Family Fishing for Future Generations

This post comes to us from NAMA Community Organizer Shira Tiffany.

This summer I groggily greeted Captain Tim Rider and his crew at midnight in a parking lot in Eliot, ME. We were exchanging places with crew just returning from a trip on F/V Finlander. They finished unloading, we exchanged spots, fueled up, and 7 hours later we were 65 miles offshore. The sparkling sea stretched out to the horizon in every direction. A glorious day. Just us, 90s jams, fishing poles, a cooler of ice, peanut butter and fluff sandwiches, and a full day of fishing (and talking about fishing) before we’d be back on shore.

Me and F/V Finlander crew member Spencer Montgomrey on our way out to fishing grounds
At our first fishing location, Tim showed me how to drop the sinker down about 400 feet to the ocean floor and reel it up when you get a bite. Tim is proud he’s giving his crew members in their twenties a chance to be the next generation of small scale fishers. A fish bit immediately and I reeled it in. Minutes later a blue shark raced Tim’s line almost to the surface, chomping a pollock in half just before Tim reeled it out of the sea trailing blood and guts. Tim talked about how his dangerous way of life is in danger itself.

Fleet consolidation threatens the existence New England family fishers. Why?
In 2010 the New England Fisheries Management Council implemented Catch Share policy to manage New England’s groundfish, 13 species including cod, haddock, halibut, and yellowtail flounder. Catch Shares create a leasing market for quota, or the amount of fish you can catch, where anyone, not just fishers, can lease the right to fish. When outside investors enter the market they drive up the quota leasing price, making it too expensive for many small family fishers to continue fishing. Catch Shares have led to fleet consolidation worldwide (read more at the bottom of this post).

A brief history of fisheries management and explanation of Catch Shares.
Watch “Who Owns the Fish?” produced by the Center for Investigative Reporting.

The Council promised they would create safeguards against fleet consolidation when they implemented Catch Shares in 2010. The Council has failed to uphold their promise. This Wednesday the Council is holding their final vote rejecting strong safeguards in Amendment 18. Family fishers have told the Council throughout the past five years that safeguards are necessary to continue their way of life fishing at an ecologically appropriate scale. The Council did not listen and at last, fishermen and allies are walking away from the Council process. We are showing the Council that they have:

1) failed to take public input and uphold a democratic process
2) failed to guard against consolidation in the fishing fleet
3) failed the fish, fishermen, and public

Stand in solidarity with Tim and many other New England family fishermen in holding the Council accountable. We’re harnessing the people power of fishers and allies to elevate our call for a democratic process and a level playing field for community-based fishermen. The Council failed and now it’s up to John Bullard, NOAA Northeast Regional Administrator, and US Congress.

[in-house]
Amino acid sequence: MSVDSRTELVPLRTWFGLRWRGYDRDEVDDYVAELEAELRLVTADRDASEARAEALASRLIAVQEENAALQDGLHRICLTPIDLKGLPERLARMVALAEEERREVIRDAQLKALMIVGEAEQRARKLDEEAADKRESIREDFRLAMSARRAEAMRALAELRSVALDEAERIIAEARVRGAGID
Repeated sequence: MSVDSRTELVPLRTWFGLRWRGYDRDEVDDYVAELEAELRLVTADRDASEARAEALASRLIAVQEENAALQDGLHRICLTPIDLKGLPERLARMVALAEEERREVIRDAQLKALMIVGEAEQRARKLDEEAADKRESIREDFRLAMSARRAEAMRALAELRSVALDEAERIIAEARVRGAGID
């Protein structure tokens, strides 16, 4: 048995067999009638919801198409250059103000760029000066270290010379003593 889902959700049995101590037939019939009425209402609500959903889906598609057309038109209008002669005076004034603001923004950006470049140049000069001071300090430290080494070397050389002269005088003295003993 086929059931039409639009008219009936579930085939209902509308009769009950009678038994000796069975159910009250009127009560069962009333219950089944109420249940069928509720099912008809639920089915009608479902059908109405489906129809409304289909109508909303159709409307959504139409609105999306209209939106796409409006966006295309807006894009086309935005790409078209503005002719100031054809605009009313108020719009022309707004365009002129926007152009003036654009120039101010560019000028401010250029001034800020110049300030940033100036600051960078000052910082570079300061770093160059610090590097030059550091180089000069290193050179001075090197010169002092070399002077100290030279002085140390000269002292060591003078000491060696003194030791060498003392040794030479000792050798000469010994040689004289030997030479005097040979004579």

Walk out with us this Wednesday, September 30th, at the Radisson Plymouth from 12 pm to 4 pm
Details in our Action Prep Packet
  1. Sign the Petition
  2. Share our Thunderclap
  3. Share our Media Advisory with the press
Can’t join us Wednesday? Watch Our Livestream of the Council meeting and walk out.

Captain Tim Rider isn’t a worrier. He shared his concern that a blue shark could bite off his fingers while he untangles fishing lines over the side of the boat followed by a laugh. Tim is worried that Catch Shares without safeguards will erase his way of life for future generations. I am too. I’m not only concerned about family fishing as a way of life. Their disappearance hurts coastal communities, the fish, ocean health, and seafood eaters.

F/V Finlander crew member Zach Wark

Catch Shares Have Led to Fleet Consolidation Worldwide
Catch Shares implemented without safeguards have forced family fishers out of the fishing industry time and time again. Catch Shares are also known as Individual Transferable Quota (ITQs) and many other names.

New England family fisherman BG Brown talks about Catch Shares wiping out small boats

Catch Shares in the US
The first US fishery to implement Catch Shares was the mid-Atlantic surf clam fishery 25 years ago. That fleet declined rapidly from 128 boats in 1990 to just 28 boats left by 1999. In Alaska, one type of crab managed under Catch Shares is leased mainly by companies outside of Alaska. 77% of the quota is owned by four companies: Trident Seafoods and Icicle Seafoods, both headquartered in Seattle, and two Japanese conglomerates, Maruha Nichiro and Nippon Suisan Kaisha.

Catch Shares Abroad
Icelandic fishermen won a case they brought to the United Nations Human Rights Commission claiming that Catch Shares illegally privatize fish which is a public resource. In New Zealand, where catch shares are the national policy, the government estimates that eight companies control 80% of the industry’s production. EcoTrust Canada’s report Caught up in Catch Shares, describes catch shares, “turning fishermen into sharecroppers on their own boats.”

Me and F/V Finlander crew members Zach Wark and Spencer Montgomrey clean pollock